I’ve got some news for you: you need to write a business plan.


I know you don’t want to. I didn’t want to either. Really, no one does. But the fact is, whether we want to or not, all entrepreneurs and small business owners need to create a business plan. The only way to get one is to sit down, crunch the numbers, analyze the data, review the competition, map out your strategy, do the work, and pound it out.


Here’s why:


Your business plan is your roadmap to success. It tells you, and others, how you plan to get from Point A to Point Z. Ask yourself this question: Would you ever get in your car before a long road trip and put a bag over your head before heading out? Of course not. With a bag over your head, you would never know if you were headed in the right direction, if you had enough gas, if a red warning light comes on, nothing.


Writing a business plan allows you to take the bag off of your head and see clearly where you are headed and how you plan on getting there. It is your blueprint for how you will get to where you want to go. It will allow you to really think through your enterprise, set goals, create benchmarks, and figure out what resources you will need to get those things accomplished. For that reason alone, a business plan is a valuable tool for anyone in business – whether they are just starting out or are a seasoned pro.


But even beyond that, a business plan is a necessary and valuable tool if you ever want to get outside funding for your enterprise. A banker will definitely want to see your business plan, as would any sort of angel investor.


So, how do you actually write a business plan? There are all sorts of ways to get one done. You can Google it, of course, and find many samples, but better than that, I suggest to use some business planning software that will walk you, step-by-step, thought the process. I am partial to the products put out by Palo Alto Software, especially their online site and tools, Bplans. I think they make it as easy and painless as possible.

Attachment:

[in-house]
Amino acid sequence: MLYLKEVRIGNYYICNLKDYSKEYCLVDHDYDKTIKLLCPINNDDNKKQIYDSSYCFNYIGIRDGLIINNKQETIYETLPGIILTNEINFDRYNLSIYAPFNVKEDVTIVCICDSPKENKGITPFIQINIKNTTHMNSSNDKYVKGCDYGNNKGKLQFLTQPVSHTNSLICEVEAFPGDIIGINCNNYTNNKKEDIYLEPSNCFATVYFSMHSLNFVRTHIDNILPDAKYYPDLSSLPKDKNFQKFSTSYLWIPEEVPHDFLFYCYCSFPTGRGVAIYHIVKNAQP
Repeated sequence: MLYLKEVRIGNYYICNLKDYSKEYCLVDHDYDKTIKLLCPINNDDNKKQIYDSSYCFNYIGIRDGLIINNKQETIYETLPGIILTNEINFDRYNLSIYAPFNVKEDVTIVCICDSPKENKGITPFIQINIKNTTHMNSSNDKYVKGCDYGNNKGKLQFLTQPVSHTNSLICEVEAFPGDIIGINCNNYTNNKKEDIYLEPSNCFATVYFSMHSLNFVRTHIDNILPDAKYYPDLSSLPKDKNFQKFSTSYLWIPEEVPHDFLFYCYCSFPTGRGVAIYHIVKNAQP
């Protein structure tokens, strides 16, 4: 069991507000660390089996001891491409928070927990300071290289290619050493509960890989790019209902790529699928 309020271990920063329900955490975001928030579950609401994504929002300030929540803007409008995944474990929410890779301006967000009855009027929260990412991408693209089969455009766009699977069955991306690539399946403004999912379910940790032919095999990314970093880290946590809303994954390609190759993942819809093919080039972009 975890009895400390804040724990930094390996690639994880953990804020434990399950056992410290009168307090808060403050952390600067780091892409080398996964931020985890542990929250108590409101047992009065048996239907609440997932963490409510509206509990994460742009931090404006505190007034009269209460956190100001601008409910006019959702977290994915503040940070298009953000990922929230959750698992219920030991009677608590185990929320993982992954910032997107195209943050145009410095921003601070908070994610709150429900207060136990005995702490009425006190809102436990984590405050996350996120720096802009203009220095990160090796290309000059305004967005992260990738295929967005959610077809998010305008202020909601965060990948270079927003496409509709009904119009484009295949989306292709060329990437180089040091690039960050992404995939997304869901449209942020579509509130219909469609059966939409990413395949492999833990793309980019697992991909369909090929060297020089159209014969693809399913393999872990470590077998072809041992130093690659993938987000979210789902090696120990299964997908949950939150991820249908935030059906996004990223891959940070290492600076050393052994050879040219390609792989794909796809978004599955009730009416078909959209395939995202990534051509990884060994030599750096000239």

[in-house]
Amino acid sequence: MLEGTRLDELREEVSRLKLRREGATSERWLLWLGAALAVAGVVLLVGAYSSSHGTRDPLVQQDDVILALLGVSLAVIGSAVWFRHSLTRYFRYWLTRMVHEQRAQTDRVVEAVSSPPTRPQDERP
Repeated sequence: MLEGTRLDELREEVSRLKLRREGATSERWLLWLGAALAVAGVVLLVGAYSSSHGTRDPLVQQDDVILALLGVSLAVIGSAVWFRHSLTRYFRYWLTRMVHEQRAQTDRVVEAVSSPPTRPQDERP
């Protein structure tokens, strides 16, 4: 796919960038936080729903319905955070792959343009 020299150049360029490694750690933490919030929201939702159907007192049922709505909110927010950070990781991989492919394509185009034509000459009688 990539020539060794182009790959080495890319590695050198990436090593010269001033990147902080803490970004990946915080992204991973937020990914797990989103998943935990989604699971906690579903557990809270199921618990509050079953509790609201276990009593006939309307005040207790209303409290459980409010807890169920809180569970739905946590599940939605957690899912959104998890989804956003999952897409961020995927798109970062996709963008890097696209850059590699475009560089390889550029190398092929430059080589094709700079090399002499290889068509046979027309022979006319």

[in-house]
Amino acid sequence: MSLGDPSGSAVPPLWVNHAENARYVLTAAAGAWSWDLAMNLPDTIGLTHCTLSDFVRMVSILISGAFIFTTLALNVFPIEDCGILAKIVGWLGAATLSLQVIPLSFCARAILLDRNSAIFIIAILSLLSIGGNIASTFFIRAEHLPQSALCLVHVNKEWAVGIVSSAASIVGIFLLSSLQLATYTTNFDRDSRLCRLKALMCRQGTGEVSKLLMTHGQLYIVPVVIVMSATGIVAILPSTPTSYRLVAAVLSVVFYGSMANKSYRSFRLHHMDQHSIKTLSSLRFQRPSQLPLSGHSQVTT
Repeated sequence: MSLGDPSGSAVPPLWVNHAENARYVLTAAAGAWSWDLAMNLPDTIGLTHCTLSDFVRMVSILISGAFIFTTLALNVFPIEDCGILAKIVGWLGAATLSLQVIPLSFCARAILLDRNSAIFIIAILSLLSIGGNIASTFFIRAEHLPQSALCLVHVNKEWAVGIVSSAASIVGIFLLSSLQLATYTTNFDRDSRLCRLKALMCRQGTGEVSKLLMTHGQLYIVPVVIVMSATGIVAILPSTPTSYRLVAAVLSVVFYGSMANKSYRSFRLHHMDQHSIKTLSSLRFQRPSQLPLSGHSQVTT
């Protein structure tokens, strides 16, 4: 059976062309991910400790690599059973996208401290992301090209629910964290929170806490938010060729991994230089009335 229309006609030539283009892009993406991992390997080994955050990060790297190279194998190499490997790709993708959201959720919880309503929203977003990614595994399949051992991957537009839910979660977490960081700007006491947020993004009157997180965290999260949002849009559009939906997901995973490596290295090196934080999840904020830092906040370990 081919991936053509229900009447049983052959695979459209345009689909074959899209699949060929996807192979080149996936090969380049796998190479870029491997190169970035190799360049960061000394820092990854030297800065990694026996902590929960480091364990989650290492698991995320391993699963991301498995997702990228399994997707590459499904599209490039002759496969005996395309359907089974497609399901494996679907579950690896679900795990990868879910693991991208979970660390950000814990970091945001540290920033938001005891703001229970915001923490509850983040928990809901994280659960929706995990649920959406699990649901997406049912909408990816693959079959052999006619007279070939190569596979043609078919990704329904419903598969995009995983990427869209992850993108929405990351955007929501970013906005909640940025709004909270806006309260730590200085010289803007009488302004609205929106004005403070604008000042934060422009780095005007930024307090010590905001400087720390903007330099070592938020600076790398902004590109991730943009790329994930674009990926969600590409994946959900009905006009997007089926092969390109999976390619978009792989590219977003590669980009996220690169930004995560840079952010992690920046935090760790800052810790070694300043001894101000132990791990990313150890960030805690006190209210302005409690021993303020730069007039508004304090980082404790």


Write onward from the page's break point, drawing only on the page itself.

What will be in your plan? Essentially, it should cover the following areas (note: while your actual business plan will probably be around 30 pages, we have added in some excerpts below so you can get an idea of what each section might look like):


Executive summary: This is the “greatest hits” of your business. What is your secret sauce, why is your business special, why should someone be interested in what you are doing, how will you make a profit? Put your best foot forward here.


As a specialty coffee retailer that will be providing hot and cold beverages at drive-through locations throughout the metro area, The Daily Perc (TDP) will tap into the growing trend for specialty coffee. Using only the best beans and ingredients, as well as daily specials, TDP will drive sales by targeting both daily commuters as well as the casual coffee drinker.


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Business and industry overview: Tell us about your business in more detail, and how it fits into the marketplace and competitive landscape. Is this a thriving industry? What are you bringing to the party?


The coffee industry has grown by tremendous amounts in the U.S. over the past decade. Starbucks, the national leader, had net reveue sales in excess of $14 billion last year, and even across-the-board coffee sales generally have increased.